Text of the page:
Early Islamic Civilisations – A fantastic Explore Day

24th October 2019by KateBlog

Hi! It’s Nicole, one of the core team of practitioners at Altru.

Today, Year 4 at Highfield Primary are in for a treat, we’ve been asked to come in to introduce the class to a new topic, Early Islamic Civilisation.  It’s a new topic to me too, so I’ve done a lot of preparation to create sessions that will introduce them to key events, historical figures and lots of new language through a collection of drama-based activities. I arrive well-armed with visual aids, timelines and a great music playlist to set the scene.

We begin our morning session by using fun physical games which require lots of concentration and team building, our scene setter exercise is played by the whole class over 30 minutes as a way to introduce lots of information in a really fun way.

Using physical theatre techniques, the children represent the building of the great circular city of Baghdad.  A 600-year timeline is introduced by creating freeze frames of key events linked to years which the children repeat aloud, like 762AD when Caliph Al Mansur laid the first brick or 1258ad when the city was ransacked by the Mongol invasion.  Working in pairs, the children become great scholars studying texts in the House of Wisdom. We show the Mesopotamian region using our bodies and represent the rivers Tigris and Europhates by forming two lines on either side of the room and using sound effects. We even introduce an Abbasid Caliphate and work in groups and use physicality to represent ‘a great family of leaders’.

I then turn the exercise into a game and the children show off what they have remembered by racing to be the fastest to complete the tasks.  It’s a lovely way to recap our learning and gives the children a good chance to apply their new knowledge.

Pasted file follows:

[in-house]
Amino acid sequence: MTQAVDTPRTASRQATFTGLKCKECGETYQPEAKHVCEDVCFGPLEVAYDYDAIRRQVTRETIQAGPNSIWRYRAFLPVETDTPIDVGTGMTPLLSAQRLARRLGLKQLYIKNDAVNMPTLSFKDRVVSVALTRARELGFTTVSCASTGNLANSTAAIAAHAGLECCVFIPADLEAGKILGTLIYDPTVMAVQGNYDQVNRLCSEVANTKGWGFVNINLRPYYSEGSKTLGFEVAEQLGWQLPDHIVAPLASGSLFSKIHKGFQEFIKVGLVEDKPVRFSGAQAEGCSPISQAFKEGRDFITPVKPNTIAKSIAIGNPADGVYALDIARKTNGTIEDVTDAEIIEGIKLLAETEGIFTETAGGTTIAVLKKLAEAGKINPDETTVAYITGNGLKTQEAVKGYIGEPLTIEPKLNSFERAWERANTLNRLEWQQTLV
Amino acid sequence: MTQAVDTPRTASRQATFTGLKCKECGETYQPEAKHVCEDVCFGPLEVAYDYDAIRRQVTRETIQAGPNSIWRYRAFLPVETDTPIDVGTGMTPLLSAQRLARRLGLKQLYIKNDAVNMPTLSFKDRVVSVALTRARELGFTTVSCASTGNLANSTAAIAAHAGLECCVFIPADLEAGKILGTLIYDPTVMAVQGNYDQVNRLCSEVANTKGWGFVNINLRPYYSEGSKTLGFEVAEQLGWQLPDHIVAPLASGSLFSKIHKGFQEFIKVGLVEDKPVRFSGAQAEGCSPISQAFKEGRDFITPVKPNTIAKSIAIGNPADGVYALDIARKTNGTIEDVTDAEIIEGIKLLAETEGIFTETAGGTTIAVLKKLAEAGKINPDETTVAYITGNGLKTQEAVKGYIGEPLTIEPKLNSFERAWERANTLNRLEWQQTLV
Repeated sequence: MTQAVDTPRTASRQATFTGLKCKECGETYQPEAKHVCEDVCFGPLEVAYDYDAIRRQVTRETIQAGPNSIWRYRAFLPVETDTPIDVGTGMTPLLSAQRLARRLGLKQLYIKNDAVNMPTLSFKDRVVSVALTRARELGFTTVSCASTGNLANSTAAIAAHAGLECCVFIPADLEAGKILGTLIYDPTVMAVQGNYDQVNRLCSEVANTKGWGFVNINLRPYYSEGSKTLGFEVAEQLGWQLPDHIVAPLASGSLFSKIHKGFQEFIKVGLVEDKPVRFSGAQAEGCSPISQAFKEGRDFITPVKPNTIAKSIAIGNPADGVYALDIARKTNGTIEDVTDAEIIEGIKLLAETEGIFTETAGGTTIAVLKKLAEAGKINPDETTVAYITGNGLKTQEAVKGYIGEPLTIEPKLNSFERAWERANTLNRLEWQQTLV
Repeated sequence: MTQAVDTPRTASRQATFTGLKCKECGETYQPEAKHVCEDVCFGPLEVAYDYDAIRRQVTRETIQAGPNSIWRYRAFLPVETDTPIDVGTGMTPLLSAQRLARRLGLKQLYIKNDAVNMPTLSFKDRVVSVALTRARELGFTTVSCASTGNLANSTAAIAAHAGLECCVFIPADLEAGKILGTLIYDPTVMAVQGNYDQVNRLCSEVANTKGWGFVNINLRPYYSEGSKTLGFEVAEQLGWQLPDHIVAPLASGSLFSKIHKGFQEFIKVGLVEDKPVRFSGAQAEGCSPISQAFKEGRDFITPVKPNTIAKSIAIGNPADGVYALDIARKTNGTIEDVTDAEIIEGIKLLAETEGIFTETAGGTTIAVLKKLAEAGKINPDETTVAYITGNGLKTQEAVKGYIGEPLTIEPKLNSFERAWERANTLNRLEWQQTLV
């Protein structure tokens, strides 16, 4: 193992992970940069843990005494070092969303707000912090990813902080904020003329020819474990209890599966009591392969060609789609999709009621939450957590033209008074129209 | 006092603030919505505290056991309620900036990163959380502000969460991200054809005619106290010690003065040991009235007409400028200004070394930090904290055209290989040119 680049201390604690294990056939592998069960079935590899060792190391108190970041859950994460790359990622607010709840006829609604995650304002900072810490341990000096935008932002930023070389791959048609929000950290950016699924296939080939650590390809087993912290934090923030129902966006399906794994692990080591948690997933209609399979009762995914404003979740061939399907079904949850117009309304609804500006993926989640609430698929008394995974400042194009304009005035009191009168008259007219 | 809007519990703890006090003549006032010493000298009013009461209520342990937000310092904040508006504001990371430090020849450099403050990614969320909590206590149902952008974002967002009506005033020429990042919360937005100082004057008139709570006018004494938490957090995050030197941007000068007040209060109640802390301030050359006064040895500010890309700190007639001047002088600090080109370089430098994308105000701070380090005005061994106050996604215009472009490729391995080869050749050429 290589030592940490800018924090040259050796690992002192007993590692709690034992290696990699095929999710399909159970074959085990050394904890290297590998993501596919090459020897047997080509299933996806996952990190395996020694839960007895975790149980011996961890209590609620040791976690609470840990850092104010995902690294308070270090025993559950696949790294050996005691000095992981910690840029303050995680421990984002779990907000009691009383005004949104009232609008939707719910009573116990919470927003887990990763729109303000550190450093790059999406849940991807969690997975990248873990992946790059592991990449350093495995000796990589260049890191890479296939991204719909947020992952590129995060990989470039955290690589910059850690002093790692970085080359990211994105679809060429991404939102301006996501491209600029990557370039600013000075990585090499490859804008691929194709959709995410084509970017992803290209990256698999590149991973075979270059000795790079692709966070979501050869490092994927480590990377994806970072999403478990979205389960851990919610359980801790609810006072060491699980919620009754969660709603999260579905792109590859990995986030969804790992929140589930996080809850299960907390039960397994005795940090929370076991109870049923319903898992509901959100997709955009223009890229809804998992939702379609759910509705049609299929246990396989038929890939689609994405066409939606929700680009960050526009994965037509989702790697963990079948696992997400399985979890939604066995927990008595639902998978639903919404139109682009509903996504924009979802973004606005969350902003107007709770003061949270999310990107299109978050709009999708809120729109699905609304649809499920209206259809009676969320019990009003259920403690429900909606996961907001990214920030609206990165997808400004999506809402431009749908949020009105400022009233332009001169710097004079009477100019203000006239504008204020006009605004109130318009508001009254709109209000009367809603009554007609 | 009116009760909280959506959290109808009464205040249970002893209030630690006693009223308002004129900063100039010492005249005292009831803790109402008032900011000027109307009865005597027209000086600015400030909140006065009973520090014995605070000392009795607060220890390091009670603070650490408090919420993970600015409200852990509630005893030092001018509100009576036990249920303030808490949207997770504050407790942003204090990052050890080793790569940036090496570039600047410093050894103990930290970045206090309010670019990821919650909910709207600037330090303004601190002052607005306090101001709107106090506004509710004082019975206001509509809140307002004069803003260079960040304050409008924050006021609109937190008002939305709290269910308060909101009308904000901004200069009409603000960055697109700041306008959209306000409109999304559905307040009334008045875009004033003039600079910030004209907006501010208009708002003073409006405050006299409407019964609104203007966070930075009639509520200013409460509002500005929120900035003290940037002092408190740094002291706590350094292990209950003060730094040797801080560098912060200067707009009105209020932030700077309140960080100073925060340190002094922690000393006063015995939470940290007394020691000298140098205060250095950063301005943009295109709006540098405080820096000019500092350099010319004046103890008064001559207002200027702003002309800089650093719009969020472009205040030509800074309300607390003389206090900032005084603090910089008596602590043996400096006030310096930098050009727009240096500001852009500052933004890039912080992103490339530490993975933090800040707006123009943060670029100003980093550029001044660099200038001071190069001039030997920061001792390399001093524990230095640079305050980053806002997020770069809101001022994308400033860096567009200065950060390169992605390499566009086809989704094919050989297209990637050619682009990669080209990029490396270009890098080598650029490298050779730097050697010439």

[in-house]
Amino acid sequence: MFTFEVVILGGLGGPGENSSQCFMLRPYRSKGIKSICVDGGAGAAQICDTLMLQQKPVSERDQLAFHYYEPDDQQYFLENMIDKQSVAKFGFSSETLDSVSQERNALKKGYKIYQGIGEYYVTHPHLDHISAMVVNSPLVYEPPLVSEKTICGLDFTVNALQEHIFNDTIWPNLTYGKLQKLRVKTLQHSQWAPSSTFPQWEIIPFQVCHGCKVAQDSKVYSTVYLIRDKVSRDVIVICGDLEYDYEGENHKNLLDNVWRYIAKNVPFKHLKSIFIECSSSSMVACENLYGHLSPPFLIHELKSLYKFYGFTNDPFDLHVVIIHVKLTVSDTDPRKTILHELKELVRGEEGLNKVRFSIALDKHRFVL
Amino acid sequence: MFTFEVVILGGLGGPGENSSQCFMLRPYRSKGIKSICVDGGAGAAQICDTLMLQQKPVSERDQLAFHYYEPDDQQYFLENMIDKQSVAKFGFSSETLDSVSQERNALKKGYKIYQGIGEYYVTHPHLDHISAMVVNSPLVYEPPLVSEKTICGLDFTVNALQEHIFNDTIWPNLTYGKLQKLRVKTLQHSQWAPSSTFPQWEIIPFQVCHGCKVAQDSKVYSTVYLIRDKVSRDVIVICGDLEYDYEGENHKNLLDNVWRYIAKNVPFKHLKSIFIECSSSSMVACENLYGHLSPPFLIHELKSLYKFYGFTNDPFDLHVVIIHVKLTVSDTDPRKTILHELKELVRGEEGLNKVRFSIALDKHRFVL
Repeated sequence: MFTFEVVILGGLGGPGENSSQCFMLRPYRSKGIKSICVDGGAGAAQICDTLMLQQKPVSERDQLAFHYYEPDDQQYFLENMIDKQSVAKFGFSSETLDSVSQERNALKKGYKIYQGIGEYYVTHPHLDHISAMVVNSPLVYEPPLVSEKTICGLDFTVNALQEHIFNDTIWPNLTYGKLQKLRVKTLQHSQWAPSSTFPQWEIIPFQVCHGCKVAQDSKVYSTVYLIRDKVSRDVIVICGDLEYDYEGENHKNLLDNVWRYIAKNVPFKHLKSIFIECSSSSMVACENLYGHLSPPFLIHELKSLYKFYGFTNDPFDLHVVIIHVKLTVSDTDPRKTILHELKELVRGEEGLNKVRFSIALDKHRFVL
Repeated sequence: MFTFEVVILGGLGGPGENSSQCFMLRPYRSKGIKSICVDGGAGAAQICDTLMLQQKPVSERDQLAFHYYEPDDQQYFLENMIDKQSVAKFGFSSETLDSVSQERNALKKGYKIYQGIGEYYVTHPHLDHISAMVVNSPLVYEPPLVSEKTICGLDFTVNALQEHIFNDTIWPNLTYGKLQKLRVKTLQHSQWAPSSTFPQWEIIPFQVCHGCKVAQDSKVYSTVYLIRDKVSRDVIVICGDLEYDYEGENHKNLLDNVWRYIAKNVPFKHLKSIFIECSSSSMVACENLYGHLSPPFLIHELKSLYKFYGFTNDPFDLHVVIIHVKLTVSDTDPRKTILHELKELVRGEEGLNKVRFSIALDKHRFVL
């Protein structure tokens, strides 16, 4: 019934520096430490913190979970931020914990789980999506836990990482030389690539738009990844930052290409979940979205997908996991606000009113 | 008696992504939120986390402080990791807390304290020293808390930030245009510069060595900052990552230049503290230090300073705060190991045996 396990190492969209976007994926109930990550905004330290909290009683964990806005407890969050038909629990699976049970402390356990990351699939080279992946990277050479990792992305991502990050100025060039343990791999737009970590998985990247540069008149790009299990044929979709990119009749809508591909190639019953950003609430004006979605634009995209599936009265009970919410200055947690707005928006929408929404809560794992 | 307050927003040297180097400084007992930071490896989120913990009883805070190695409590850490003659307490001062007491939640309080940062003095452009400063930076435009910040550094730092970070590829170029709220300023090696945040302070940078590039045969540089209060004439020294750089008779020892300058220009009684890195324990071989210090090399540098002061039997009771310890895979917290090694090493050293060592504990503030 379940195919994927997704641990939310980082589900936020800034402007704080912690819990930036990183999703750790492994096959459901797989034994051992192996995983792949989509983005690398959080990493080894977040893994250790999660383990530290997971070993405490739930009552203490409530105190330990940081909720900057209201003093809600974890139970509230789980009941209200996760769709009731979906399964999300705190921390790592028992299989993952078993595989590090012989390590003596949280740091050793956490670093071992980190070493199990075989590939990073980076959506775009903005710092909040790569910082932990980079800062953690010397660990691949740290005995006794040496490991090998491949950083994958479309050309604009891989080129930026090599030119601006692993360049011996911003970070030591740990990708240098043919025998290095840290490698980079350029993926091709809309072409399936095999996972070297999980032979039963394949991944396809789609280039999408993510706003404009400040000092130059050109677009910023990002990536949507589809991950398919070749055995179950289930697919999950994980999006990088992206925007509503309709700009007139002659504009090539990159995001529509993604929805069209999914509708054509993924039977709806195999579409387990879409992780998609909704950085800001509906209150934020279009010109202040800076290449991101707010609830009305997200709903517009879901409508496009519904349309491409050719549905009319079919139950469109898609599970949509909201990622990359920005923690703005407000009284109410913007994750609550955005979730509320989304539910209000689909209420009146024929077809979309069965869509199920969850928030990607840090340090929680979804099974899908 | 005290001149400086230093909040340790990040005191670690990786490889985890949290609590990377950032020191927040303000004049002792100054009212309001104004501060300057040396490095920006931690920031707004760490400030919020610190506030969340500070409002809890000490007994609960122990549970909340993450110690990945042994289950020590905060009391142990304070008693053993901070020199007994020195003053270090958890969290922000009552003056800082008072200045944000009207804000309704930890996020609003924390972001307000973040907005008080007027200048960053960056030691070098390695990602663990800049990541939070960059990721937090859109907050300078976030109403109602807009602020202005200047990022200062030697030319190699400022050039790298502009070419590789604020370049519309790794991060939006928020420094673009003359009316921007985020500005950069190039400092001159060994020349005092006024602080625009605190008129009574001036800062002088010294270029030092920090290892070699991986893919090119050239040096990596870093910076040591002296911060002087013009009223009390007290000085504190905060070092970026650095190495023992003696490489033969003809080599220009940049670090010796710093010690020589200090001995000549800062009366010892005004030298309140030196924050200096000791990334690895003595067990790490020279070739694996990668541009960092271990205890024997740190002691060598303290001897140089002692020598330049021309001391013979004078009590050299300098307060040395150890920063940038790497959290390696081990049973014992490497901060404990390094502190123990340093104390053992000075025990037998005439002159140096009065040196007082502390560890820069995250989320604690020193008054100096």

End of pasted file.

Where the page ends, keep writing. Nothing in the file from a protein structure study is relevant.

Using our newly acquired knowledge, the children then work in small groups to study a year from our timeline in more detail.  They create scenes based on what was happening in their chosen year and have to consider who the people would be living in that time, citizens, builders, soldiers or great leaders, what they would be doing and importantly, how they would be feeling.  They get to use the language they’ve learned this morning and also apply emotional language as they consider what it would be like to be a person living at that time.

Before lunch, the class are ready to perform the scenes back as a whole class timeline and I introduce background music to support their scenes. Bringing together all of our work from the day so far with a performance activity shares just how much the children have learned and enables them to apply it by creating something from scratch. It’s really important that the children give each other feedback on their scenes and are able to identify how they have integrated the topic into them

Morning done and it’s time for a sandwich and then doing the whole session again with the other Year 4 class! What a fantastic day!

The feedback from the teachers was lovely, taking part in an Explore Day can take away some of the fear of introducing a new topic from scratch and by using drama we’re able to really bring topics to life and create a lot of fun in the process. They’re especially useful for teachers as they get to tell us in advance what they want the children to achieve. For this year group, it was really important to build their confidence and improve team work as well as giving them a good overview of their new topic.

Thanks for having me Highfield Primary.